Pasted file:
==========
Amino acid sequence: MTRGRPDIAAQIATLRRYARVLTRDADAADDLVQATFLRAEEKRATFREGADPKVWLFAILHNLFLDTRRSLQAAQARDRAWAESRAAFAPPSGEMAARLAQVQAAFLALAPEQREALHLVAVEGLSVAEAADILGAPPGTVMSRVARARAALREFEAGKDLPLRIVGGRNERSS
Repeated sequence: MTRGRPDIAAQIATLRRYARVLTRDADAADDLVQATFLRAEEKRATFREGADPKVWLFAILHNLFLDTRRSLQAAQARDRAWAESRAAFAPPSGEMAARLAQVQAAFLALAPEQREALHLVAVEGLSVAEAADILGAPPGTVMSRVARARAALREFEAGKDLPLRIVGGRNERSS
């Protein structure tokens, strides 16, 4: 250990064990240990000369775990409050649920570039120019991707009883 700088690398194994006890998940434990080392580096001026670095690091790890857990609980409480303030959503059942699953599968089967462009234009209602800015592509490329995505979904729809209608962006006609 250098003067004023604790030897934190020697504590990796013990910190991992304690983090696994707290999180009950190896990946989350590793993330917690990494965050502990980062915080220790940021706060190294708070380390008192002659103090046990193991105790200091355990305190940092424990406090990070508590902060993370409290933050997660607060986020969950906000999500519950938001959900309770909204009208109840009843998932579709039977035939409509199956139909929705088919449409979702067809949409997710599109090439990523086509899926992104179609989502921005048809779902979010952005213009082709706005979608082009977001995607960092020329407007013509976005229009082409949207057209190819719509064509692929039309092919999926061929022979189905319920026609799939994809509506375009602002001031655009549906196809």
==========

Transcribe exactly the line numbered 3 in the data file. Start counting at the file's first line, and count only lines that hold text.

């Protein structure tokens, strides 16, 4: 250990064990240990000369775990409050649920570039120019991707009883 700088690398194994006890998940434990080392580096001026670095690091790890857990609980409480303030959503059942699953599968089967462009234009209602800015592509490329995505979904729809209608962006006609 250098003067004023604790030897934190020697504590990796013990910190991992304690983090696994707290999180009950190896990946989350590793993330917690990494965050502990980062915080220790940021706060190294708070380390008192002659103090046990193991105790200091355990305190940092424990406090990070508590902060993370409290933050997660607060986020969950906000999500519950938001959900309770909204009208109840009843998932579709039977035939409509199956139909929705088919449409979702067809949409997710599109090439990523086509899926992104179609989502921005048809779902979010952005213009082709706005979608082009977001995607960092020329407007013509976005229009082409949207057209190819719509064509692929039309092919999926061929022979189905319920026609799939994809509506375009602002001031655009549906196809």